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250 Columbia Boulevard
Waterbury, CT 06710


“Every woman should have a suitable place to live.”

This proclamation, made by Sarah Donaldson in 1889, laid the foundation for a unique kind of home – and more so, for a promise. A promise by which each day, the ladies of Southmayd Home may live freely, like family, in the solace of their surrounding comforts.



In 1889 – when one of Sarah’s older friends could not find appropriate living accommodations in Waterbury, and had to move to Meriden – Sarah became adamant about remedying the situation. With $10 of her own money (an extraordinary amount for that time period), she opened a bank account to launch what is now Southmayd Home, Inc. Then, Donaldson recruited 99 other women to donate $10, while devoting all of her spare time towards raising funds and searching for a potential residence.


The Name

A selfless and religious woman, Sarah named the organization to honor Dr. John Southmayd – one of the early pastors at First Congregational Church in Waterbury. Although the original plan was to offer the home to women from First Church, the Board decided to open Southmayd Home to women of all faiths – a pillar that remains to this day.




In June of 1894, after an exhaustive search, Sarah found a quaint one-family house and lot at 885 North Main Street in Waterbury. The sale price was significant, at $4,000. With $2,000 in hand and her persuasive talents in tow, Donaldson managed to convince a local bank to give her a $2,000 mortgage for the purchase difference. The home would officially welcome its first tenant – an elderly blind woman wanting to stay in town – on September 26, 1898.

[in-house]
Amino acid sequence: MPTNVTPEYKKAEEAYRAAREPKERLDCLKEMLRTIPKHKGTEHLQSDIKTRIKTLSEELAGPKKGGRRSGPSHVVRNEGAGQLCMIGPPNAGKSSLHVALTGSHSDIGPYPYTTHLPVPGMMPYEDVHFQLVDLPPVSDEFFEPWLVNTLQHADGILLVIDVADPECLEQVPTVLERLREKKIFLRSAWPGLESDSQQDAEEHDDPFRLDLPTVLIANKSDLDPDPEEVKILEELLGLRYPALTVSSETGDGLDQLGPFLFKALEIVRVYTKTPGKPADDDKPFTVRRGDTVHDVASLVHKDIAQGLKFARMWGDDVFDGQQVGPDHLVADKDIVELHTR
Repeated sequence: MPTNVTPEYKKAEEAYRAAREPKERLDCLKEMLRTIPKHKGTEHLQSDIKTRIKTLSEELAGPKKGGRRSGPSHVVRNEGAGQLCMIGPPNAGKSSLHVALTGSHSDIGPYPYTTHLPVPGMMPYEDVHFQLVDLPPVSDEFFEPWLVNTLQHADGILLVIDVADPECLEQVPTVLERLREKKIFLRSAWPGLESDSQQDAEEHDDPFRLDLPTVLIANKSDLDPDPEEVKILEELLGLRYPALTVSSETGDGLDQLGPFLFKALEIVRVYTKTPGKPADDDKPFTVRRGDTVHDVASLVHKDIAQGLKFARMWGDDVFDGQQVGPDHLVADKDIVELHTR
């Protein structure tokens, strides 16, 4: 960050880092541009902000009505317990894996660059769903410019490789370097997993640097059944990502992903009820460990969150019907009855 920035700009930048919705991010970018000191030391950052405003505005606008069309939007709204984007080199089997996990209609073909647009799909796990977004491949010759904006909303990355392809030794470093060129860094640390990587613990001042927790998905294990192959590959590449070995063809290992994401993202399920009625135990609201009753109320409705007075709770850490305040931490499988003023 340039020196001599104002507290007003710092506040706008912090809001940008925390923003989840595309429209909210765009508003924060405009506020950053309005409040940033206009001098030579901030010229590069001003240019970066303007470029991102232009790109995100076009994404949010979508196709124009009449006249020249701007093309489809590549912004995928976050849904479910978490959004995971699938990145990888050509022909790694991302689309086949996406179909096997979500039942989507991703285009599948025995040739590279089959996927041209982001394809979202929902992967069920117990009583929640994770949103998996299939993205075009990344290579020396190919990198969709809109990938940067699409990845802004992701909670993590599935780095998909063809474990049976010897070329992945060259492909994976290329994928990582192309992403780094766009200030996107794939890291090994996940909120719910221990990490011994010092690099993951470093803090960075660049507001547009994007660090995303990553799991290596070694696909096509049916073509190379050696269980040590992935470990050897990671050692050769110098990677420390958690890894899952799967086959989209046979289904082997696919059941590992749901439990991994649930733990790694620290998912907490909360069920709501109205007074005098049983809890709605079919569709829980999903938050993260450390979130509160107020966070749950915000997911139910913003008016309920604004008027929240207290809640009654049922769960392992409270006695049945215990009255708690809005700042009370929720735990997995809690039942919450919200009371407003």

Early Generosity

In 1911, when a prominent Waterbury citizen and previous Southmayd donor named Elisha Leavenworth passed away, he left Southmayd Home a sum of $20,000 and an interest in his estate. The large bequest sparked an idea by Sarah to enlarge the seven-room home, but the site was no longer suitable. Instead, Sarah sold the house on North Main Street and rented the old Waterbury Hospital Nurses Home on Wilson Street, while planning for the expansion of the nursing home.


Changing Times

Sarah Donaldson led the vision planning and growth of Southmayd Home for well over a decade. Then, a fall on ice broke her hip, leading her to consider evolving the leadership of the home. Sarah stayed on as an inspiring and active Board member until she passed in November of 1916 at the age of 83. That same year, the Board bought a beautiful acre lot on Columbia Boulevard for $12,000, upon which they planned to construct a three-story home – the home that exists today.




Given the desirable location, as well as the desire to give the ladies the finest accommodations, the Board tirelessly canvassed the neighborhood and neighboring towns for several years – augmenting their original building fund of $40,000 until it reached $100,000. Finally, starting in 1924 and through 1925, the cornerstone of the present home was laid and completed, debt-free and ready for the occupancy of 35 ladies.


Continuing to Advance

In 1963, a nursing unit was established on the first floor of the residence. That unit closed in 1980, but for some years afterwards, 24-hour on-duty nurses were present – a philosophy of personalized and active assistive that maintains today. To offer both a comfortable experience and a home with modern conveniences, the Board has been resolute for decades in continual additions and upgrades related to home securities, care services, grounds and supporting technologies. It is a passion for philanthropy and dedication that Sarah Donaldson undoubtedly would be proud of.